Google has cemented its bet on hardware by finalizing the deal to bring 2000 key HTC employees to the search giant. The aim? To build a world-class hardware team.
Granted, Google’s hardware lineup, today, is anything but world-class. As I pointed out previously, the Pixel 2 XL is an ongoing disaster, the Home Mini was caught spying on users, the Pixel Buds were loathed by reviewers, and Google Home Max and Clips both shipped much later than expected.
Google must have seen this coming: Back in September, ahead of its October hardware event, the firm announced that it was stealing away about 2,000 employees from the struggling smartphone maker HTC. Under the terms of the deal, HTC would allow about one-fifth of its workforce, and arguably its most key of personnel assets, to head to Google.
“We’ve signed an agreement with HTC, a leader in consumer electronics, that will fuel more product innovation in the years ahead,” a Google statement noted at the time. “With this agreement, a team of HTC talent will join Google as part of the hardware organization. These future fellow Googlers are amazing folks we’ve already been working with closely on the Pixel smartphone line, and we’re excited to see what we can do together as one team. The deal also includes a non-exclusive license for HTC intellectual property.”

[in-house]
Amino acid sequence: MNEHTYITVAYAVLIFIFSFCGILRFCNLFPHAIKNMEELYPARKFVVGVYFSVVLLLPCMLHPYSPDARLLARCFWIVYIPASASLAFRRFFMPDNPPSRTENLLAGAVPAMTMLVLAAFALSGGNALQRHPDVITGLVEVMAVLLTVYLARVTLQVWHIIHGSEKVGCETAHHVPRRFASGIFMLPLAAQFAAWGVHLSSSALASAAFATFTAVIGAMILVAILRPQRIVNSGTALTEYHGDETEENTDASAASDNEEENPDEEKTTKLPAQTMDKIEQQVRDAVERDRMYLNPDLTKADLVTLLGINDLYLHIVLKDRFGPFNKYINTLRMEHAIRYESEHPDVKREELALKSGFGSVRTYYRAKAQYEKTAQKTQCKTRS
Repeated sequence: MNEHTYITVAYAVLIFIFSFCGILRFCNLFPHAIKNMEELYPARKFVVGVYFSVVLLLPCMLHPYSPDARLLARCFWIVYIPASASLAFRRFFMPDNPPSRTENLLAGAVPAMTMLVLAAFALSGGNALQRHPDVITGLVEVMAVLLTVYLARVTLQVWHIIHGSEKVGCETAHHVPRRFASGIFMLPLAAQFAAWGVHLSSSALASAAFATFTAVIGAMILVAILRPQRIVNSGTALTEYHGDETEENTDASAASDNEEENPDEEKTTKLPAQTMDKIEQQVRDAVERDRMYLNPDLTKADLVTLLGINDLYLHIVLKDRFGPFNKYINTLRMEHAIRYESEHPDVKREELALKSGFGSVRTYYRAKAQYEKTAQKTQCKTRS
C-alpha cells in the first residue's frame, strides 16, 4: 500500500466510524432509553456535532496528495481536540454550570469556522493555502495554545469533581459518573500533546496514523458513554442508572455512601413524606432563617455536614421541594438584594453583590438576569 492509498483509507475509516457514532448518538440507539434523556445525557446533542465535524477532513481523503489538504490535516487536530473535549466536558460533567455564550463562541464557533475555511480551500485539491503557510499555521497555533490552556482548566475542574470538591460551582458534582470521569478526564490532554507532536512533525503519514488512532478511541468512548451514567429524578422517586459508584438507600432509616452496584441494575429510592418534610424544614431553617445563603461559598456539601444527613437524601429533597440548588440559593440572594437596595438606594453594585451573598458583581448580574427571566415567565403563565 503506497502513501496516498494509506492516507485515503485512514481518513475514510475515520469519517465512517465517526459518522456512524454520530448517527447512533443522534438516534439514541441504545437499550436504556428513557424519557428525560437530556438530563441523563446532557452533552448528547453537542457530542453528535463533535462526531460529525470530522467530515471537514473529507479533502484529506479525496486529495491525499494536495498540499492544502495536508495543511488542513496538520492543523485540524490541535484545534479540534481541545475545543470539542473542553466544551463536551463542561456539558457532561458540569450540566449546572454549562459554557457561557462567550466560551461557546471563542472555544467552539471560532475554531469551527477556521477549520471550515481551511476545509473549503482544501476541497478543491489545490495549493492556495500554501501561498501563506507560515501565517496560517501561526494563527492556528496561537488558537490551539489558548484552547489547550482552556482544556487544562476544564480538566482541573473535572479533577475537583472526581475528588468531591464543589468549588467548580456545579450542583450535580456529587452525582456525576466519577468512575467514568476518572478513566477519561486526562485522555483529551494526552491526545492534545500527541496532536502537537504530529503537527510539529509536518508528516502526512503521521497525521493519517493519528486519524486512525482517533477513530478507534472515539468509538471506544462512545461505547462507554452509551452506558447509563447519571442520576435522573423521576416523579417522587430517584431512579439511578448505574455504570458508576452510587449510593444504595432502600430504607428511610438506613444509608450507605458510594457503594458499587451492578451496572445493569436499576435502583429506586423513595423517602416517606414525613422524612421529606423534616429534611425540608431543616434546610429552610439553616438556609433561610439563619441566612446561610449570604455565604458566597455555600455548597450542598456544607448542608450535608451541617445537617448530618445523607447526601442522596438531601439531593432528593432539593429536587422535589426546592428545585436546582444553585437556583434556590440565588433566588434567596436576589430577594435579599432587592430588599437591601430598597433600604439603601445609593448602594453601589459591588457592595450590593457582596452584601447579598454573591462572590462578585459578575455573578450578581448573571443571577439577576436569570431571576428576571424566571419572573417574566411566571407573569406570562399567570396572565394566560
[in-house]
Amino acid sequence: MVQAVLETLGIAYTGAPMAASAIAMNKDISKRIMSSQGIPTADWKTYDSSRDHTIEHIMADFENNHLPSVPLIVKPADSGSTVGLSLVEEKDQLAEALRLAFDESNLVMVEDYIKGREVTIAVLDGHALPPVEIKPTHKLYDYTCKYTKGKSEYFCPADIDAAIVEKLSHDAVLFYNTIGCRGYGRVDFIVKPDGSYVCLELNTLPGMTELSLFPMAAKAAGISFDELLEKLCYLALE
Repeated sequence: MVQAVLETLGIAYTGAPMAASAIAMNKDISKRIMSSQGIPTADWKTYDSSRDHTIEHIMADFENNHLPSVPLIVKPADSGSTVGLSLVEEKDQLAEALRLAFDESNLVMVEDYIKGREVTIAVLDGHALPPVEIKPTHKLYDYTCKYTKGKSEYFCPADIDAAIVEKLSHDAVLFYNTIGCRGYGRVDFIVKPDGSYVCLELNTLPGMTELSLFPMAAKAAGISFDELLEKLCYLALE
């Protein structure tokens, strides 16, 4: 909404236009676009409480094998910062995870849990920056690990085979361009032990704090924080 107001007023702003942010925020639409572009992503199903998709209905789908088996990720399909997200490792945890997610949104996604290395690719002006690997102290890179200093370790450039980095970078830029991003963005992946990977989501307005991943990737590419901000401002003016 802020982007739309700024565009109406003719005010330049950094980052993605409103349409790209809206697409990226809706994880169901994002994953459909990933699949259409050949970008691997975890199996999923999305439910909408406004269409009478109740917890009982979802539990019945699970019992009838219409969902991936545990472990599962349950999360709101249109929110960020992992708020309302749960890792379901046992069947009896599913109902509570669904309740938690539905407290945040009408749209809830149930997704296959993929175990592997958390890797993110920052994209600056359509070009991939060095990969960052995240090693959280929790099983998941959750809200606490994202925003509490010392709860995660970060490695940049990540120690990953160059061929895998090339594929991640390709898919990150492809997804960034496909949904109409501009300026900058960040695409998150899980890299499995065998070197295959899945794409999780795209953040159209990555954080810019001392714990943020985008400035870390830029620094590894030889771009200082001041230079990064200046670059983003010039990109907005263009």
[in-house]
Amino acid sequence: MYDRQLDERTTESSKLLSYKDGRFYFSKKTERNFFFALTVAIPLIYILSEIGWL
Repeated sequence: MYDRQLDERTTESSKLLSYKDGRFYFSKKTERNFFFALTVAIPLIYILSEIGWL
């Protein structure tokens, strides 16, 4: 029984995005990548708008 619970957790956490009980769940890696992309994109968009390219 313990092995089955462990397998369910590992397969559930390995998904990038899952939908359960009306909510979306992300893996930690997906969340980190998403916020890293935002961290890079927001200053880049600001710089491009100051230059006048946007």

Well, today, that deal has been finalized, Google says.
“I’m delighted that we’ve officially closed our deal with HTC, and are welcoming an incredibly talented team to work on even better and more innovative products in the years to come,” Google senior vice president Rick Osterloh explains. “These new colleagues bring decades of experience achieving a series of “firsts,” particularly in the smartphone industry—including bringing to market the first 3G smartphone in 2005, the first touch-centric phone in 2007, and the first all-metal unibody phone in 2013. This is also the same team we’ve been working closely with on the development of the Pixel and Pixel 2.”
That last bit is interesting, by the way. HTC did provide the hardware chassis and design for the original Pixel and Pixel XL, and for the second-generation Pixel 2. But it did not provide the reviled Pixel 2 XL, which is perhaps telling. Where the Pixel 2 XL is roundly criticized for its many flaws, the only gripe against the Pixel 2 is that it is perhaps a bit old-fashioned looking with its big forehead and chin. But the device doesn’t seem to suffer from any endemic hardware problems like its bigger (and non-HTC) sibling.
So maybe these folks can help. Because, from where I’m sitting, Google could absolutely use some help with hardware.